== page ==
If you’ve ever changed something about yourself you didn’t like, if you’ve ever started from ground zero and built a brand new healthy habit, then you know it’s hard work. Once you felt that this new behavior was a part of your life, you probably congratulated yourself, quite deservingly, and then looked ahead to the next habit you wanted to tackle. You might have thought that this next one should be a breeze, since you had all that experience and practice to draw from. Surprisingly, though, it seemed that developing the next habit was just as hard as the first one. It may have been so hard, in fact, that you gave up. Why is that?
There are a few reasons why changing behaviors and building good habits will always be difficult, and I’d like to use what I call the “Retaining Wall Principle” to illustrate those reasons. It’s an analogy that I am, unfortunately, very familiar with.
If you want to build a retaining wall, there are many steps you have to follow in order to end up with a wall that looks good and won’t fall down on top of you. First, you need to draw up a plan for the wall, deciding how long and how high it will be. From there, you have to calculate how many retaining wall blocks you’ll need, and this is not an easy thing to do! You might think you can just multiply the length of the wall by height, then divide square footage by the dimensions of your blocks, but if you forget to calculate the foundational course – that first row of blocks that is actually laid almost entirely below-ground – then your estimate will be way off.
After you’ve calculated for needed materials, you still can’t lay a single block until you’ve prepped the site. To do this you’ll need some tools – shovels, a pick-axe, a hand tamper. If it’s a big project, then you’ll probably want to save time and agony by renting machines – a small backhoe and a powered compactor, for example. You’ll need to learn how to use the tools and/or operate the machinery. Then you’ll spend hours laboring, getting the foundation for your wall perfectly square and level. The ground beneath the wall needs to be tightly compacted, so you’ll have to remove a few inches of earth and replace it with a type of gravel that can be pounded into a fairly hard surface. This same gravel will be used to back fill each course of block, so you’ve got another calculation to make: how many yards of gravel? You could spend hours just searching for the right equation or calculator to help you figure this out.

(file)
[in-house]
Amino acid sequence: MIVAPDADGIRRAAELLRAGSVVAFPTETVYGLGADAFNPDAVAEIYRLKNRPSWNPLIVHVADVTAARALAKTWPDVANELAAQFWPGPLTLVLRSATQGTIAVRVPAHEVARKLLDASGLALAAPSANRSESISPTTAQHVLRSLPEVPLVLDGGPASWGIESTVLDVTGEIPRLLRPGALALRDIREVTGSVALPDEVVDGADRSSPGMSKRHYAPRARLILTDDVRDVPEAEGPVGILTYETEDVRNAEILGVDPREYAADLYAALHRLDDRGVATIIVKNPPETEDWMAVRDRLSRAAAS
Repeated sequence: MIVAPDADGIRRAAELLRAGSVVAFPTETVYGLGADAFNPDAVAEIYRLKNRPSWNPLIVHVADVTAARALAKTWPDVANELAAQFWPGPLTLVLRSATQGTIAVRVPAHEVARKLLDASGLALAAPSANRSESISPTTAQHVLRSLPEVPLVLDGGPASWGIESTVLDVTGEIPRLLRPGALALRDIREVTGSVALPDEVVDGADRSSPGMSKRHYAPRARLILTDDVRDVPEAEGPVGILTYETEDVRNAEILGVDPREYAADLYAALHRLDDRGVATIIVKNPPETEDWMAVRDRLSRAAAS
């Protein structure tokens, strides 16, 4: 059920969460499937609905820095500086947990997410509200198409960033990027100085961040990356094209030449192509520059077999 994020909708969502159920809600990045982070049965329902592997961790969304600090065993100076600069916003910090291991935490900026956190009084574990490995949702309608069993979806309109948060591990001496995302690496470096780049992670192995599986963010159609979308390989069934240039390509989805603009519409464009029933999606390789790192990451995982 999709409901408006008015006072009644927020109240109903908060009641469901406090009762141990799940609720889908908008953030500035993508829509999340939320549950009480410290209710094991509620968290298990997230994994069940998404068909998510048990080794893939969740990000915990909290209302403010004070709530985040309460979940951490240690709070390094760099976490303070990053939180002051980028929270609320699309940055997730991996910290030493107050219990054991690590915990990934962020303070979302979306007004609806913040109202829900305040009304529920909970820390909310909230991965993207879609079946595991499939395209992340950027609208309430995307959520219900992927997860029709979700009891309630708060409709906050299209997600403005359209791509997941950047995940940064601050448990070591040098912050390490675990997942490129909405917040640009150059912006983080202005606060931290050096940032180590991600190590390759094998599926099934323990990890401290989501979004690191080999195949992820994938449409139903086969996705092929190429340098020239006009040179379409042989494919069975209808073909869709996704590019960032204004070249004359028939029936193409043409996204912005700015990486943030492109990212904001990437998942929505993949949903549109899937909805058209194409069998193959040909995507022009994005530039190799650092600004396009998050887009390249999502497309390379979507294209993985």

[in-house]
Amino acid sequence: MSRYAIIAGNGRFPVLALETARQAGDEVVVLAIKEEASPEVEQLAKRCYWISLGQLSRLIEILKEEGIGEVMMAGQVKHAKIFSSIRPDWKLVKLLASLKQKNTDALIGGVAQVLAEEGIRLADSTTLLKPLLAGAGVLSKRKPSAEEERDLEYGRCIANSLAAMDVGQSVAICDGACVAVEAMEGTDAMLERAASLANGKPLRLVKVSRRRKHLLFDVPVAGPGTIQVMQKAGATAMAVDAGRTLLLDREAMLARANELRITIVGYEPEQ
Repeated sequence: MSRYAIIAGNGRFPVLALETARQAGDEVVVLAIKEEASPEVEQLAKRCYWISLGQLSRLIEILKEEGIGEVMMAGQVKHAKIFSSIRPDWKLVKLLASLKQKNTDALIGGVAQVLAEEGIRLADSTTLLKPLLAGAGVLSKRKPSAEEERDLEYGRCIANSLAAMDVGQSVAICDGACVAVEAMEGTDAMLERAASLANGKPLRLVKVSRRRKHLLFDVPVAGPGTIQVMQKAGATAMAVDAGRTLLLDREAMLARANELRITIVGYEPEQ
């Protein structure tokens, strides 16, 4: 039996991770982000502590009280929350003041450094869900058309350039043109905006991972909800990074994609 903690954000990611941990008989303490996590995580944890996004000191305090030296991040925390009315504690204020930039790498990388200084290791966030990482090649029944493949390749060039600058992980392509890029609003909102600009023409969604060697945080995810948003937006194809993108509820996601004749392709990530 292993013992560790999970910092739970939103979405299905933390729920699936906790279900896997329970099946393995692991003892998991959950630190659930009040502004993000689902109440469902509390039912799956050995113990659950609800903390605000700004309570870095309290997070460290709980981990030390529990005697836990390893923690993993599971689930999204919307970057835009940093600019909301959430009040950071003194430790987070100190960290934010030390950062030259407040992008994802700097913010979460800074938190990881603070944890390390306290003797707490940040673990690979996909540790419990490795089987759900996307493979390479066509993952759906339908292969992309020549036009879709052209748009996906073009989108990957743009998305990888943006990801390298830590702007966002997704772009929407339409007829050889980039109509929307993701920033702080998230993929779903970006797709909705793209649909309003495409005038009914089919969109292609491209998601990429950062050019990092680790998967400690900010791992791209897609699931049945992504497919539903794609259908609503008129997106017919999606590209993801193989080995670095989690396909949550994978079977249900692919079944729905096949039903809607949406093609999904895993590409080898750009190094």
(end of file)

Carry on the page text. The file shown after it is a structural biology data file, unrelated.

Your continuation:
Finally, you’re ready to lay the foundational layer of blocks. Every single one will have to be perfectly leveled. You’ll need more tools for this – a level, a rubber mallet and don’t forget a good pair of work gloves! You’ll also need patience. The first time you do this, it takes forever, but you learn little tricks and you get better at “eyeballing” things, so that you become faster and more accurate as you go.
Once the foundational layer has been perfectly laid, progress really goes quickly. All you have to do is stack the blocks up course after course, backfilling as you go. Of course, this is still very hard work, so it doesn’t happen automatically. You have to work slowly and take lots of breaks, but eventually, you put the last stone into place – your wall is complete!
Let’s say that two months later you decide to build another retaining wall. This will be a breeze! After all, you already have the tools, you know how to make the calculations for the materials, and not too much time has passed, so you remember most of the tricks you picked up last time. As you work, you’re happy to find that things are going much more smoothly, there is less frustration and starting over and tearing out bad work and re-doing it. But it’s still taking you almost just as long. Why? Because digging ditches and perfectly placing sixty-pound cement blocks one by one is slow, arduous work! Habit change is just like that. Having the tools and the practice certainly gets you to the starting point a lot faster, but the work still has to be done.
Now, imagine that another element crops up – different circumstances. Say your second wall is in a different part of your yard where the soil is rocky or there are a lot of tree roots. These are new obstacles you didn’t encounter the first time, so you’ll need to find new tools to help you remove them. Remember that every habit is its own wall, with its own circumstances.
Now suppose that instead of waiting two months to build the second wall, you decide to do it the day after you finished the first one. You’re already tired from building that first wall! You’re sick of looking at retaining wall blocks and you didn’t even give yourself any time to sit back and admire your first wall. Skipping this recovery period is a bad idea. There’s a limit to your will-power reserve, and jumping right in to work on another habit is like trying to build a new wall with a sore back. Give yourself time to build your reserves back up, and don’t forget to take some time to just enjoy the great success of your first habit change. Doing so will build motivation, confidence and excitement for your next big project.
If you’re working on building positive new habits, I’d love to hear from you. But if you’re building a retaining wall, please call somebody else!